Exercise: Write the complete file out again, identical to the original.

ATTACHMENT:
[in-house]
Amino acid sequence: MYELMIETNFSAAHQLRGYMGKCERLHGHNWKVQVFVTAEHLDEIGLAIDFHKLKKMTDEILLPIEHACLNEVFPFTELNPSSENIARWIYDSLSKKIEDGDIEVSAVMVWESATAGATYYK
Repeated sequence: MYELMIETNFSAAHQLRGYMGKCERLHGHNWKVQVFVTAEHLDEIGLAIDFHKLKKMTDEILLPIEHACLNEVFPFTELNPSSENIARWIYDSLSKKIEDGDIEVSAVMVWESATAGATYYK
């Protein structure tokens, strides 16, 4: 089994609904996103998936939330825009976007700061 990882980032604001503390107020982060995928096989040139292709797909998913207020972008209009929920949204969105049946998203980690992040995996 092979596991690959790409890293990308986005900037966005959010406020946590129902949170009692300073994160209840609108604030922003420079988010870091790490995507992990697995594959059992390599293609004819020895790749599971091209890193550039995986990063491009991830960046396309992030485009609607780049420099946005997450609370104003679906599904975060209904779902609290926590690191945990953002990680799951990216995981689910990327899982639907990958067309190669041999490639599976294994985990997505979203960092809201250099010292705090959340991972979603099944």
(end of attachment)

[in-house]
Amino acid sequence: MYELMIETNFSAAHQLRGYMGKCERLHGHNWKVQVFVTAEHLDEIGLAIDFHKLKKMTDEILLPIEHACLNEVFPFTELNPSSENIARWIYDSLSKKIEDGDIEVSAVMVWESATAGATYYK
Repeated sequence: MYELMIETNFSAAHQLRGYMGKCERLHGHNWKVQVFVTAEHLDEIGLAIDFHKLKKMTDEILLPIEHACLNEVFPFTELNPSSENIARWIYDSLSKKIEDGDIEVSAVMVWESATAGATYYK
């Protein structure tokens, strides 16, 4: 089994609904996103998936939330825009976007700061 990882980032604001503390107020982060995928096989040139292709797909998913207020972008209009929920949204969105049946998203980690992040995996 092979596991690959790409890293990308986005900037966005959010406020946590129902949170009692300073994160209840609108604030922003420079988010870091790490995507992990697995594959059992390599293609004819020895790749599971091209890193550039995986990063491009991830960046396309992030485009609607780049420099946005997450609370104003679906599904975060209904779902609290926590690191945990953002990680799951990216995981689910990327899982639907990958067309190669041999490639599976294994985990997505979203960092809201250099010292705090959340991972979603099944």